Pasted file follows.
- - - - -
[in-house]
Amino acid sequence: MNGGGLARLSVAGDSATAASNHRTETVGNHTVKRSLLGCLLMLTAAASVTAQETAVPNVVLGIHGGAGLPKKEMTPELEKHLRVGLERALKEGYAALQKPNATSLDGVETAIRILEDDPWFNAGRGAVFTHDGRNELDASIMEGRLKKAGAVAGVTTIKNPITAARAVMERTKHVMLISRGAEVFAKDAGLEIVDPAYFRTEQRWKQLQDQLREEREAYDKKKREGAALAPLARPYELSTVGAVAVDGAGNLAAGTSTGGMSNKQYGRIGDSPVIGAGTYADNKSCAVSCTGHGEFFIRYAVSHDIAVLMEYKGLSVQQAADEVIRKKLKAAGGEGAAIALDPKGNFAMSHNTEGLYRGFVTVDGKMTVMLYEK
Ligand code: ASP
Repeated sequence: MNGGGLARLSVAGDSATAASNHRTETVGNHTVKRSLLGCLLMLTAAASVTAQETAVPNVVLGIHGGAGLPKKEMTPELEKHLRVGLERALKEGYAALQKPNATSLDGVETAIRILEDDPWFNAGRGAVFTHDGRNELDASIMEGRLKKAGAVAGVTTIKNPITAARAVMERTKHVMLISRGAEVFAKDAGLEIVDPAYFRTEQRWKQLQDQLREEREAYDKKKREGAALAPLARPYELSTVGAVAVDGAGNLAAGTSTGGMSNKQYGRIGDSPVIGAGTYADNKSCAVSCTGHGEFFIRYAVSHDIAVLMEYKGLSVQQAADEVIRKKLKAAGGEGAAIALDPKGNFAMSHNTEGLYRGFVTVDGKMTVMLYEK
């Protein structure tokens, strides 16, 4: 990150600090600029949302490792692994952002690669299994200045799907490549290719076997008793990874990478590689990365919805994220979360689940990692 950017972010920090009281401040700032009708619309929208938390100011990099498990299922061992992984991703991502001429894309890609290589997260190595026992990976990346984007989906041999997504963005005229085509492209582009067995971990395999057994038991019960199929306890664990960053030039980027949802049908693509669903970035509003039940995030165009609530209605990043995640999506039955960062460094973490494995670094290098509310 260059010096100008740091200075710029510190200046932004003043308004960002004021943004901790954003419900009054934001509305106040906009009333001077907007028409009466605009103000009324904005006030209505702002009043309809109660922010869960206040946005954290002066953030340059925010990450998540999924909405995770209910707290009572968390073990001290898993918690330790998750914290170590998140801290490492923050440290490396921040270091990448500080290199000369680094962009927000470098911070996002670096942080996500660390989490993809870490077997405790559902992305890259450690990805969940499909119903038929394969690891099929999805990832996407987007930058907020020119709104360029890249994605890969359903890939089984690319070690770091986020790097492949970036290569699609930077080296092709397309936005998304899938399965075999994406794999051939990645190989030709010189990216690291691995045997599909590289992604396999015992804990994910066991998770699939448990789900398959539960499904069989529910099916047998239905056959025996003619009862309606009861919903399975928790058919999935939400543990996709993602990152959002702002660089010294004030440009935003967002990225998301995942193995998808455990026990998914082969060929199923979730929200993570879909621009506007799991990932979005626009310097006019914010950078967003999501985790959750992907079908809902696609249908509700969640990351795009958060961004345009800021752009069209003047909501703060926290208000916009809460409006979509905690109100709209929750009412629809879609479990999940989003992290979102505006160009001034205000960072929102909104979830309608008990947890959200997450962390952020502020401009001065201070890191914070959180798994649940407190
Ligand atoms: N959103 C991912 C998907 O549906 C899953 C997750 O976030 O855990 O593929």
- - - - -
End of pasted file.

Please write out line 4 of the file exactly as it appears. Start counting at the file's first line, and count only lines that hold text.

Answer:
Repeated sequence: MNGGGLARLSVAGDSATAASNHRTETVGNHTVKRSLLGCLLMLTAAASVTAQETAVPNVVLGIHGGAGLPKKEMTPELEKHLRVGLERALKEGYAALQKPNATSLDGVETAIRILEDDPWFNAGRGAVFTHDGRNELDASIMEGRLKKAGAVAGVTTIKNPITAARAVMERTKHVMLISRGAEVFAKDAGLEIVDPAYFRTEQRWKQLQDQLREEREAYDKKKREGAALAPLARPYELSTVGAVAVDGAGNLAAGTSTGGMSNKQYGRIGDSPVIGAGTYADNKSCAVSCTGHGEFFIRYAVSHDIAVLMEYKGLSVQQAADEVIRKKLKAAGGEGAAIALDPKGNFAMSHNTEGLYRGFVTVDGKMTVMLYEK